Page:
Again, Experiment! Try different ratios until you find your right one, be it 3:1, 8:1, 7:3, or 3π:√2

Step 2B: Shaken...or Stirred?

Oh that most stereotypical of Martini questions! Shaking will cause the Booze to chill faster with less melt and will either "delightfully open up" or "horribly bruise" the booze, depending on whom you ask. The answer is...say it with me folks...Experiment!

Step 3: Garnishes and Finishing Touches

And now for the coup de gras...the garnish! That little bit of something that brings it all in together.

For a Martini the garnish is traditionally an olive, a twist, or a cocktail onion, though the latter has fallen out of favor a long while back and remains a niche garnish.

The olive is the quinessential Martini garnish. Why? well, a friend once asked me this very question as I made him his first Martini. "Try it," I said, "Doesn't it just taste like it needs an olive?" He tried it and replied, "Yea, it really does!" Amazing. Try it with one, two, three...whatever. You know the mantra by now.

A twist means a small piece of lemon (or occasionally lime) peel. Just the outer yellow skin of the peel, avoid the inner white and for the love of Bacchus no pulp!


-M. Night Shyamalan (as filtered through Robot Chicken)

Of course matching the garnish with the booze is an art in and of itself with gin in particular being such an individual recipie of unique botanicals that an olive works better with some while a twist is necessary with others. I recommend an olive with drier gins like Tanqueray original, Gordons, Quinessential, Beefeater, and Plymouth and a twist with brighter gins like Bombay Sapphire or Tanqueray Ten (lime twist, in this case).

Step 3B: Tweaks (Optional)

Finally, you have some options to kick that Martini up a notch by adding a small bit of something else:

Dirty Martini: add a splash of olive brine

Cajun Martini: add a dash of Tabasco sauce (a Jimmy Buffet fav)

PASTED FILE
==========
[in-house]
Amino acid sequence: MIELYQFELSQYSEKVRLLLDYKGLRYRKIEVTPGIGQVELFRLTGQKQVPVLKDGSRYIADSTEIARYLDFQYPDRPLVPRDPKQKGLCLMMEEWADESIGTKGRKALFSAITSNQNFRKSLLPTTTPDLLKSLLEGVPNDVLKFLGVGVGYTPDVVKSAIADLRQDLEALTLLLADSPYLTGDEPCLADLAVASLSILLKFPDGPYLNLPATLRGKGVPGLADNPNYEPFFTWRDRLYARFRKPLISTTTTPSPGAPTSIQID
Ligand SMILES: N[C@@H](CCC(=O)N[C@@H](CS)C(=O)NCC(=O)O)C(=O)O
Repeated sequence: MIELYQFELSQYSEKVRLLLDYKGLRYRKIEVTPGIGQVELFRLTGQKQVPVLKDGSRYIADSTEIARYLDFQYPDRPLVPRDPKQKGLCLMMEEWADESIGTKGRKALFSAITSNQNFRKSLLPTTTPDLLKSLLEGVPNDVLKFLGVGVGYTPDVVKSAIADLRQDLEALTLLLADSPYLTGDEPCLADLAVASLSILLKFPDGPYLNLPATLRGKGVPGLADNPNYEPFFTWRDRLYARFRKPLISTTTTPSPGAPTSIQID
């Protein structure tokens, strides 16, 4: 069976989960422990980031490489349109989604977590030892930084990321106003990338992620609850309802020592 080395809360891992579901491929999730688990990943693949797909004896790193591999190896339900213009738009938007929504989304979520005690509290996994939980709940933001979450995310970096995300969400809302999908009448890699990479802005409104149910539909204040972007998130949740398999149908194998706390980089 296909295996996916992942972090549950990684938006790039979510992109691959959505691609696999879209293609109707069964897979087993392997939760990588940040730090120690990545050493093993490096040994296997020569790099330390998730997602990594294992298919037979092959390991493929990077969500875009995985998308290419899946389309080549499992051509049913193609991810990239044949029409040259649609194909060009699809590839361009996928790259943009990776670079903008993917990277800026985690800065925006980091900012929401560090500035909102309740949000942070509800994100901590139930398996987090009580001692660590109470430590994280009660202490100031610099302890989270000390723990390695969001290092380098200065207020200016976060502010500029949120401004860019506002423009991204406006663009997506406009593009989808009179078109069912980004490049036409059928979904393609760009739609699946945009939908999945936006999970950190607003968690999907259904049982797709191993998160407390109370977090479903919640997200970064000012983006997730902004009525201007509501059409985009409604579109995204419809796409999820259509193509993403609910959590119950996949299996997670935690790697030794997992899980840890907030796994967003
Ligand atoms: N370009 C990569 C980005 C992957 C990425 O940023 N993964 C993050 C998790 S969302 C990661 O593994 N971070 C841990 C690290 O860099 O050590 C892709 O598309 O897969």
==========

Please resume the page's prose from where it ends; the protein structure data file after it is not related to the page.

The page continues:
Smokey Martini: add a dash of scotch

Jamaican Martini: add overproof white rum

And In Conclusion...

You should now be armed with all you need to find your perfect, personal signature Martini, be it a single must-have or a whole recipie book of options. You may need to occasionally revisit other recipies just to make sure...you never know. Have another*. And my all means share your newfound knowledge, teach others, share the gospel, and above all...keep swingin' baby!

I like to have a martini,
Two at the very most.
After three I'm under the table,
after four I'm under my host.

-Dorothy Parker

* Dieselpunks does not encourage the overconsumption of alcohol. Get plastered responsibly. Wait 'till you're 21 or at least find a more accomodating, civilized nation to visit. Find a tetotaler friend to mooch rides off of rather than drive your own sloppy ass home. Friends don't let friends beer-goggle. Warning: Alcohol may cause you to think you are notably cooler, quieter, more coordinated, sexier, or tougher than you really are.

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Comment by Cap'n Tony on January 23, 2011 at 12:56pm
Thanks, Doc! I'll look that one up.
Comment by Doc Spencer on January 23, 2011 at 6:21am

Cheers Cap'n!! Great article. If you can, and need a good old fashioned recipe book for good old fashioned's, manhattans, martinis' etc, check out 'Tipsy in Madras' subtitled 'The Preppy Guide to 80's Drinking' by Matt Walker and Marissa Walsh. 

Not only are there some classic recipes, but some amusing background stories too.

Comment by Cap'n Tony on June 10, 2010 at 10:30am
By the way, all, I should mention that the "Razzle Dazzle Martini" image comes from http://www.mediabistro.com/fishbowlny/newspapers/proof_the_times_ca...

Not sure where they got it from.
Comment by Cap'n Tony on June 10, 2010 at 8:41am
Thanks, Rob, always did like that one!
Comment by rob schwager on June 10, 2010 at 5:47am